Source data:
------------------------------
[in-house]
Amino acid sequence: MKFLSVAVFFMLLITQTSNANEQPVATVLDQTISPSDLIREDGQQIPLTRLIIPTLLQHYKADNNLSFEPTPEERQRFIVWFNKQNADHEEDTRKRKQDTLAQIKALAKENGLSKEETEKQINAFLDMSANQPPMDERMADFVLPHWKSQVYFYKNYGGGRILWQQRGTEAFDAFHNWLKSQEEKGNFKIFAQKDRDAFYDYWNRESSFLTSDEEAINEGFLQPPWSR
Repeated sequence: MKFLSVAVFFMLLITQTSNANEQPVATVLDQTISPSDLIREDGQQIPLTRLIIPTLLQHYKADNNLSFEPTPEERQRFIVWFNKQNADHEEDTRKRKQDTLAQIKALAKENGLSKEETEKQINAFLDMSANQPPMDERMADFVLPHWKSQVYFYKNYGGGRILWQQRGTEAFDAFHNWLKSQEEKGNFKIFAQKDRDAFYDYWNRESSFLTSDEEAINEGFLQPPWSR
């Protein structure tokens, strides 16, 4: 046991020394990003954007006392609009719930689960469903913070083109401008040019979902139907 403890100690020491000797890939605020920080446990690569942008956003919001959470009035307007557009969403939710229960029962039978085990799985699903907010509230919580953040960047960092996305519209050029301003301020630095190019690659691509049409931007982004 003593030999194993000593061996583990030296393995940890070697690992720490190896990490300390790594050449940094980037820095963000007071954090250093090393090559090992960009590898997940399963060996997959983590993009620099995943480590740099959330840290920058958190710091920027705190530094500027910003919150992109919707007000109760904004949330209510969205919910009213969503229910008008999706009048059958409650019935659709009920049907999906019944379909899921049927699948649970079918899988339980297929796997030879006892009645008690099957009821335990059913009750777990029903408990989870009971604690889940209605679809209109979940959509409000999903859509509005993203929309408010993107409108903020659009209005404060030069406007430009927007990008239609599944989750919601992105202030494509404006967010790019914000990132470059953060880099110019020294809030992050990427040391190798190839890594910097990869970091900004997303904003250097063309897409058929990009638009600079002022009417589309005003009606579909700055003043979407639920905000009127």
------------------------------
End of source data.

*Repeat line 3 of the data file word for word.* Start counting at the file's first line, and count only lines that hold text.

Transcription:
Repeated sequence: MKFLSVAVFFMLLITQTSNANEQPVATVLDQTISPSDLIREDGQQIPLTRLIIPTLLQHYKADNNLSFEPTPEERQRFIVWFNKQNADHEEDTRKRKQDTLAQIKALAKENGLSKEETEKQINAFLDMSANQPPMDERMADFVLPHWKSQVYFYKNYGGGRILWQQRGTEAFDAFHNWLKSQEEKGNFKIFAQKDRDAFYDYWNRESSFLTSDEEAINEGFLQPPWSR